TPS - to disconnect or not to disconnnect, that is the question


14 replies to this topic
  • marcoma

Posted January 25, 2007 - 09:12 PM

#1

Okay - lets have the proverbial show of hands. Who has their TPS disconnected and what differences have you experienced?
I tried mine once and it sounded like it was pinging on lower rpm. I figure its there for a reason but I've read posts of guys disconnecting theirs with good effect.

So whats the consensus? :ride:

  • TARFELE

Posted January 26, 2007 - 04:58 AM

#2

I did mine a few times on a couple of desert rides where I would be at steady RPMs for an extended period of time. It took the chug out. When I am racing I keep it plugged in because I cannot feel the chug then. The steady RPM is the only thing that is effected IMO. I am a novice rider an I cannot tell a difference in performance when it is plugged or unplugged.

  • jim-in-so-ore

Posted January 26, 2007 - 06:33 AM

#3

I have been running with mine unplugger for a couple of years now. Mine is dual sported and when riding on the road it surged. With it unplugged, the is gone.Much smoother ride.:ride:
Jim

  • jim-in-so-ore

Posted January 26, 2007 - 06:34 AM

#4

I have been running with mine unplugged for a couple of years now. Mine is dual sported and when riding on the road it surged. With it unplugged, the surge is gone.Much smoother ride.:ride:
Jim

  • clark4131

Posted January 26, 2007 - 08:46 AM

#5

Prior to unplugging it for good, it's wise to determine if it needs to be adjusted or not. There's a process in the manual wherein you use a multimeter to determine if it is operating in the correct voltage range. It's very straightforward and simple. A notable amount have come from the factory adjusted incorrectly and after it's corrected, a lot of problems associated with it are solved. I'd give that a whirl first and if you still don't like it, then unplug it...SC

  • Jwar1r1t3

Posted January 26, 2007 - 01:51 PM

#6

What is the benefit of having a throttle position sensor anyway? What made the manufacturer decide the bikes need this?

  • Fullbore4

Posted January 26, 2007 - 02:53 PM

#7

My dealer tech says to keep it plugged in. I am convinced it doesn't hurt performance as long as its adjusted right...my 2 cents.

Visit the ThumperTalk Store for the lowest prices on motorcycle / ATV parts and accessories - Guaranteed
  • GCannon

Posted January 29, 2007 - 09:11 AM

#8

What is the benefit of having a throttle position sensor anyway? What made the manufacturer decide the bikes need this?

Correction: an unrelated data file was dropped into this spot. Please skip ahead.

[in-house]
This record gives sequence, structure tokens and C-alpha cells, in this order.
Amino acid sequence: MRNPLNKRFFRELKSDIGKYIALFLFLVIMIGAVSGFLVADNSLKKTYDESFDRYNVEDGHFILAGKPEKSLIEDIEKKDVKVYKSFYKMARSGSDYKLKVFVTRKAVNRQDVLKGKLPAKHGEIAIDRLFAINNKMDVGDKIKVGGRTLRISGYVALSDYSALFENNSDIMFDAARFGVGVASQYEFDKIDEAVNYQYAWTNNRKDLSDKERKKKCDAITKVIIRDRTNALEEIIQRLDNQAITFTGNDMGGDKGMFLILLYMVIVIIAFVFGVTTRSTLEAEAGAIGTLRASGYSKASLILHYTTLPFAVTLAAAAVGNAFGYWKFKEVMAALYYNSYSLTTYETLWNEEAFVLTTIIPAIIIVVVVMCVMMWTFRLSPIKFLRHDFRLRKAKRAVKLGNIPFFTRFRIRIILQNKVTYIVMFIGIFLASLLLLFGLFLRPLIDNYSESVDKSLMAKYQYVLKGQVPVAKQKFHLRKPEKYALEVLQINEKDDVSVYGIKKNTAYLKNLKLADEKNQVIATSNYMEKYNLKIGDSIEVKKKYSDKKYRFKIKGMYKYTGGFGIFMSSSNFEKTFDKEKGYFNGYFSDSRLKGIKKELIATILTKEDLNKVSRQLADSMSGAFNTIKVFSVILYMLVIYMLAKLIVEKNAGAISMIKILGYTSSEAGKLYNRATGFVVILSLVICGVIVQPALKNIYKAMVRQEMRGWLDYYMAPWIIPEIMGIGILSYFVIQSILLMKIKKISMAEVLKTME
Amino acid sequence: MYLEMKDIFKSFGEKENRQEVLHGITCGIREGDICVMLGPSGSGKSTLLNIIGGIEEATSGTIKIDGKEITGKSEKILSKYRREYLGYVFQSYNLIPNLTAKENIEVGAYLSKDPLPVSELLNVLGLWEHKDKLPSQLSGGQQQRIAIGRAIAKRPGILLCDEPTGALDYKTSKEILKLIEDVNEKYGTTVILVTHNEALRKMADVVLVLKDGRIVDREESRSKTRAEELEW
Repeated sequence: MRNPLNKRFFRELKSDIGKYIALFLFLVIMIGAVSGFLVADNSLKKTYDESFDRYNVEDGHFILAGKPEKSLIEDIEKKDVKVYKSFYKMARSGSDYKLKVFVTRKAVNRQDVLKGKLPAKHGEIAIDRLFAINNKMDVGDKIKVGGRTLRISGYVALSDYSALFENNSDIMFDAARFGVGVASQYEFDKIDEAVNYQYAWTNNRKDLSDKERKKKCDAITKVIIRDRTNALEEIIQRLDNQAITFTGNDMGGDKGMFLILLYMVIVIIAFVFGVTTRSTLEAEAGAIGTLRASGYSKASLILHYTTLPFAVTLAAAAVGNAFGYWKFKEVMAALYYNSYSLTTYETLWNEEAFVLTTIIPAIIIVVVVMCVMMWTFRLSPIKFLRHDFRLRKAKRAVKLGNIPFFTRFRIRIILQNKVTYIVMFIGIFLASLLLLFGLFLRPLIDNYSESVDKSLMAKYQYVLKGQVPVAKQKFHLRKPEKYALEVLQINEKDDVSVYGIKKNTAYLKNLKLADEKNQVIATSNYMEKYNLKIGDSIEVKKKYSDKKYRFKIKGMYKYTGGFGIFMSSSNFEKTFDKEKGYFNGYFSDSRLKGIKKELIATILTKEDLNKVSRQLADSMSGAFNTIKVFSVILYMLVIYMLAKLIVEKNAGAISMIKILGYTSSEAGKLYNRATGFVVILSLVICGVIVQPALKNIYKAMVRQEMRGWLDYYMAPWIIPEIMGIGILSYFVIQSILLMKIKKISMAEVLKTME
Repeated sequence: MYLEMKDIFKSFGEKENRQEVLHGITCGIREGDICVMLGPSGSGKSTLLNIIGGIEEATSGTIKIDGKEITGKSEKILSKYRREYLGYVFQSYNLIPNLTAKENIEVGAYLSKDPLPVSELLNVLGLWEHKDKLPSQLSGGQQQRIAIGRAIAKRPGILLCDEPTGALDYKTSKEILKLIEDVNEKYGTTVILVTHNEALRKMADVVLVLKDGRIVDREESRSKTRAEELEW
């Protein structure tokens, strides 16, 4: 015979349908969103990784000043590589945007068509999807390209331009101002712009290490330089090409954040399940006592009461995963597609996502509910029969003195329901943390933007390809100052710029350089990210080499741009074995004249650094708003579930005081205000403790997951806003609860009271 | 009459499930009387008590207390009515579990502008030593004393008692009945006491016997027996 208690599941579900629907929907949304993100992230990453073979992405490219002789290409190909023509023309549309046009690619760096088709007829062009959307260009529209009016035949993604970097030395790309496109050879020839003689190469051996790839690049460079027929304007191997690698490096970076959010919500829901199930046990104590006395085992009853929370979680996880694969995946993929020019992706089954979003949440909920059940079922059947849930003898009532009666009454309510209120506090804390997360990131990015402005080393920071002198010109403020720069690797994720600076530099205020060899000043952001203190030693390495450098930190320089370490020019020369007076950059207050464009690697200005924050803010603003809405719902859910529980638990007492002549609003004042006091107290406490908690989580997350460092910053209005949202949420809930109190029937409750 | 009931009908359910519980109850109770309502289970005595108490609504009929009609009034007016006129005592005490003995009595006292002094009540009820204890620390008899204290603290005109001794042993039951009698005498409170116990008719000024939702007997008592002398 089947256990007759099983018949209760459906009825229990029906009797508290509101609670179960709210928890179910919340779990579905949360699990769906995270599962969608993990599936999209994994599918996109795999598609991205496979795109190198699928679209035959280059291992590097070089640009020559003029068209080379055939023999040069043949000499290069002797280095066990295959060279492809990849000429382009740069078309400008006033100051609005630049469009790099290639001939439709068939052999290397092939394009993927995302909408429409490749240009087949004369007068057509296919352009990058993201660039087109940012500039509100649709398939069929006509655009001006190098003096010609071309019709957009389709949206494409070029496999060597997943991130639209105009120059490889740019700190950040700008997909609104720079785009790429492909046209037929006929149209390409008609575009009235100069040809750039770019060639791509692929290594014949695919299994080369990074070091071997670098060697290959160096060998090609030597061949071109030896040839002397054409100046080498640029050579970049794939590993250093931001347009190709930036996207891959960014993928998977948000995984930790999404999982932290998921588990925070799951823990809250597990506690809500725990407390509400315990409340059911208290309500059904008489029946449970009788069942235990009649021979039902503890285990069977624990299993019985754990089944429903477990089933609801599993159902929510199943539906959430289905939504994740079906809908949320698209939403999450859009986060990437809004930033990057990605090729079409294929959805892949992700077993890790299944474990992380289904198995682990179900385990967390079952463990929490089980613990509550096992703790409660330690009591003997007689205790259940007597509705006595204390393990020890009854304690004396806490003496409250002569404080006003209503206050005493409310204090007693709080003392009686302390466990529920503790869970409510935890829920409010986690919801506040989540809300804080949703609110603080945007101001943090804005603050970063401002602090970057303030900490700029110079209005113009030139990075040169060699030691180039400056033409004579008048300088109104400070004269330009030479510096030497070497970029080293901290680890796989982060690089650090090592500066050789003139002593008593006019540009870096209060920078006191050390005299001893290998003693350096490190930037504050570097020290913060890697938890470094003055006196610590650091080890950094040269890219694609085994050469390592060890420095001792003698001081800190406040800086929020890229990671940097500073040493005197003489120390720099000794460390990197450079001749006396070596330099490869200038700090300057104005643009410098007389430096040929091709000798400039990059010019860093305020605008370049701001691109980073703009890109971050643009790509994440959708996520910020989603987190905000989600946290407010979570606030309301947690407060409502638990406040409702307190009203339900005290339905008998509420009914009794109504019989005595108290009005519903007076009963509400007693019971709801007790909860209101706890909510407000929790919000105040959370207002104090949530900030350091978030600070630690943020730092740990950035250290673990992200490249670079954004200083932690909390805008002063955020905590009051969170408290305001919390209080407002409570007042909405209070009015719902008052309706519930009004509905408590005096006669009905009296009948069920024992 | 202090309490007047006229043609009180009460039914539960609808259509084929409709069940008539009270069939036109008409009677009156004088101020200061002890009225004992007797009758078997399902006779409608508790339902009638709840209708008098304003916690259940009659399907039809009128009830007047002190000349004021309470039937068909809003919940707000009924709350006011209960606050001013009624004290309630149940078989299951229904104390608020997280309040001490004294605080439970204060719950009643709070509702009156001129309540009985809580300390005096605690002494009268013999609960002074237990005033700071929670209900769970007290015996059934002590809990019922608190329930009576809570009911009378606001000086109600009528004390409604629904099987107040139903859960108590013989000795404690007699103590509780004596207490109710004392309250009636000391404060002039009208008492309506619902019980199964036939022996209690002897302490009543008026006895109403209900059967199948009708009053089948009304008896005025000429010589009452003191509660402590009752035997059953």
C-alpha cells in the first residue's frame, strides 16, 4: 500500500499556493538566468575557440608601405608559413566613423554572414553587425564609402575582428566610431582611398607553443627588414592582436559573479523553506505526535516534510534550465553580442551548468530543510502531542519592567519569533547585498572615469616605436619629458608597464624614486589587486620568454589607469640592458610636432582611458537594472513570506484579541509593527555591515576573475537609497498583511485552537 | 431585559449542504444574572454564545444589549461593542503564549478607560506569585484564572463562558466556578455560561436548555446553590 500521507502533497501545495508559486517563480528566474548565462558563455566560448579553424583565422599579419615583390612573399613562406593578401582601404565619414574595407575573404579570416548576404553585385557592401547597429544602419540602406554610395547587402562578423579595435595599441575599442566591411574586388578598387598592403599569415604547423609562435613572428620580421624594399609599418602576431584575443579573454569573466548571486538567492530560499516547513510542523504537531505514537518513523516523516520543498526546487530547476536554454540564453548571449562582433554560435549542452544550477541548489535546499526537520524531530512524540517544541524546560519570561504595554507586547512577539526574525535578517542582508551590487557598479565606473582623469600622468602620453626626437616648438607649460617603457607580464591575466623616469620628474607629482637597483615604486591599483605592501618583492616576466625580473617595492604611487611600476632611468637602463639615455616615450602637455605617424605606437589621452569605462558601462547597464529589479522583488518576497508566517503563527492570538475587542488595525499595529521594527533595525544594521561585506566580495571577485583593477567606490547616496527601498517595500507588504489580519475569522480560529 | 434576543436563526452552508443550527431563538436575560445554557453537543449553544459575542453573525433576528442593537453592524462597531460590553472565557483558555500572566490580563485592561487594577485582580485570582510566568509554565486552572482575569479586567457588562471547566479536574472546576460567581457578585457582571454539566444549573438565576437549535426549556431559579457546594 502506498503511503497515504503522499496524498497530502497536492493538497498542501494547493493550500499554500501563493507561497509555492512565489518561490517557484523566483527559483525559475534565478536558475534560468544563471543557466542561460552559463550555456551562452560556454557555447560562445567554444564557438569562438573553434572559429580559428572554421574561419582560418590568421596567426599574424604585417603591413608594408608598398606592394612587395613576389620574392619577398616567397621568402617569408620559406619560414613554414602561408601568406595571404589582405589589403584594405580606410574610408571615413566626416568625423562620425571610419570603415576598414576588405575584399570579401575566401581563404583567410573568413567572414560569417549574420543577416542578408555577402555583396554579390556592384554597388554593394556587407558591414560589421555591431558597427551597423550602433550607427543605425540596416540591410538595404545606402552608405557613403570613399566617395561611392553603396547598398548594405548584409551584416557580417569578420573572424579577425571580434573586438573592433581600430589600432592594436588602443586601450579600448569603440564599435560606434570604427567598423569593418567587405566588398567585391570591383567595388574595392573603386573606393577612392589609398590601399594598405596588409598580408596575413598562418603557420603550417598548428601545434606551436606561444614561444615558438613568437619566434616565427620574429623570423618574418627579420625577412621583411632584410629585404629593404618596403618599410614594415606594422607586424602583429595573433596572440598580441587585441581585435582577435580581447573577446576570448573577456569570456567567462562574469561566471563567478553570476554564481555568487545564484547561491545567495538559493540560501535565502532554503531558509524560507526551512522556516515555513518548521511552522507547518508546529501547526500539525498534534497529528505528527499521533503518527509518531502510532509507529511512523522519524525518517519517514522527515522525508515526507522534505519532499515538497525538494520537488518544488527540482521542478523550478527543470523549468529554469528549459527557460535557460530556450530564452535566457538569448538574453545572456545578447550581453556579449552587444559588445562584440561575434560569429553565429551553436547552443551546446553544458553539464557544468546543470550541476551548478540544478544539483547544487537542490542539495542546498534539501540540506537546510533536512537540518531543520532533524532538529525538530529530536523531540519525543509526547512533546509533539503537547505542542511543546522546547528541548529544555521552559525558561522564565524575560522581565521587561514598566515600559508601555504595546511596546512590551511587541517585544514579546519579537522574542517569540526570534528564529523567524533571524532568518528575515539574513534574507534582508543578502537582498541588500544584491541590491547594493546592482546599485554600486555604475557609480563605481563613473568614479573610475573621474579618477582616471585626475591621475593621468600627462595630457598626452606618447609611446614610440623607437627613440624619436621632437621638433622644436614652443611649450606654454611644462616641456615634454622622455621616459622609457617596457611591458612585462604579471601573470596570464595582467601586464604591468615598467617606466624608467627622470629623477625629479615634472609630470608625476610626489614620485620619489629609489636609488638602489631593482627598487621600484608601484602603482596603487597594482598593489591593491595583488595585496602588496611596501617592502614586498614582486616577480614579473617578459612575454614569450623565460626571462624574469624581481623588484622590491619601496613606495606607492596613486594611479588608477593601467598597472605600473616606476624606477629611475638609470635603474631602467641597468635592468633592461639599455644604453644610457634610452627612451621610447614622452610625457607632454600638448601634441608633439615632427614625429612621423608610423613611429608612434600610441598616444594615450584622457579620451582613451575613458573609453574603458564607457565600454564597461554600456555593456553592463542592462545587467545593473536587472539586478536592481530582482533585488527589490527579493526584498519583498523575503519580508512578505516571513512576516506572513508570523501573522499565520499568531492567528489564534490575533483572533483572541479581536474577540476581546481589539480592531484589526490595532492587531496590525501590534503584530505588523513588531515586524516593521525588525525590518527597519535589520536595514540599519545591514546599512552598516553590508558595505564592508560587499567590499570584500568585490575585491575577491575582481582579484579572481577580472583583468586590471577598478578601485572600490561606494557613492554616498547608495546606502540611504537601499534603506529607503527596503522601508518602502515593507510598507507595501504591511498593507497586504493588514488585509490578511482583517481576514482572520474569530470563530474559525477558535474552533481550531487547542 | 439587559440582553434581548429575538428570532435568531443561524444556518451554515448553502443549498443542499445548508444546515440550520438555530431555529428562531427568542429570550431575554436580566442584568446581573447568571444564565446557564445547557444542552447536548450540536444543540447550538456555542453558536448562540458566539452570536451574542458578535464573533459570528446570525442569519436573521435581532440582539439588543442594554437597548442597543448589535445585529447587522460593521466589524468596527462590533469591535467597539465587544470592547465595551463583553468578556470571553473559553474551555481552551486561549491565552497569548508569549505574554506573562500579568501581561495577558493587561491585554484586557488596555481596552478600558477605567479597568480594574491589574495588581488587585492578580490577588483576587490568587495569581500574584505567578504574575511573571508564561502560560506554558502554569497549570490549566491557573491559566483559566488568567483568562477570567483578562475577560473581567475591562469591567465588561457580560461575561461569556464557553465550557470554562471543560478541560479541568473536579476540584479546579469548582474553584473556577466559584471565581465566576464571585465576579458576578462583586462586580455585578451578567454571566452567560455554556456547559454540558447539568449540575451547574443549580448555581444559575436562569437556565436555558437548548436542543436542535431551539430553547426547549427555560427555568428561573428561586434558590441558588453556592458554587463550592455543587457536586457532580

It is input information used by your ignition computer to control ignition timing!

  • clark4131

Posted January 29, 2007 - 05:25 PM

#9

My dealer tech says to keep it plugged in...


That makes it suspect right there...SC

  • Fullbore4

Posted January 29, 2007 - 06:58 PM

#10

That makes it suspect right there...SC


yah i would agree if I didn't know the tech......he's on our side not the so-called yamaha techs that are available to the general public who get confused about the term spoke wrench.

  • byggd

Posted January 30, 2007 - 09:34 AM

#11

What is the benefit of having a throttle position sensor anyway? What made the manufacturer decide the bikes need this?


If I remember correctly with it connected you will get better throttle response in tight sfuff.

  • clark4131

Posted January 30, 2007 - 10:08 AM

#12

yah i would agree if I didn't know the tech......he's on our side not the so-called yamaha techs that are available to the general public who get confused about the term spoke wrench.


Every now and again you run into one who knows his stuff. You're lucky...SC

  • Chas_M

Posted January 30, 2007 - 02:29 PM

#13

What is the benefit of having a throttle position sensor anyway? What made the manufacturer decide the bikes need this?


The TPS serves to increase the part throttle ignition advance over and above the default advance curve built into the CDI, much like the vacuum advance in auto distributors. Disconnecting the TPS theoretically has little effect on maximum power, i.e. at full throttle the ignition advance is determined by the CDI. The TPS serves to increase part throttle fuel economy and perhaps to enhance part throttle engine response.

  • dominator426

Posted February 21, 2007 - 12:09 PM

#14

Actually, FFRacing79's dyno charts showed how the TPS retards ignition timing up to 5000+ RPM, and again at over 8000 RPM, mostly at 8300 RPM on his YZ450. Disconnecting it eliminates the dip at 8000 rpm and results in a 2 HP increase.
Mine is more prone to pinging without TPS and a bit more touchy at low rpm, so I keep it connected...

  • marcoma

Posted February 27, 2007 - 11:35 PM

#15

Mine is more prone to pinging without TPS and a bit more touchy at low rpm, so I keep it connected...


As is mine....




 
x

Join Our Community!

Even if you don't want to post, registered members get access to tools that make finding & following the good stuff easier.

If you enjoyed reading about "" here in the ThumperTalk archive, you'll LOVE our community. Come join ThumperTalk today!

The views and opinions expressed on this page are strictly those of the author, and have not been reviewed or approved by ThumperTalk.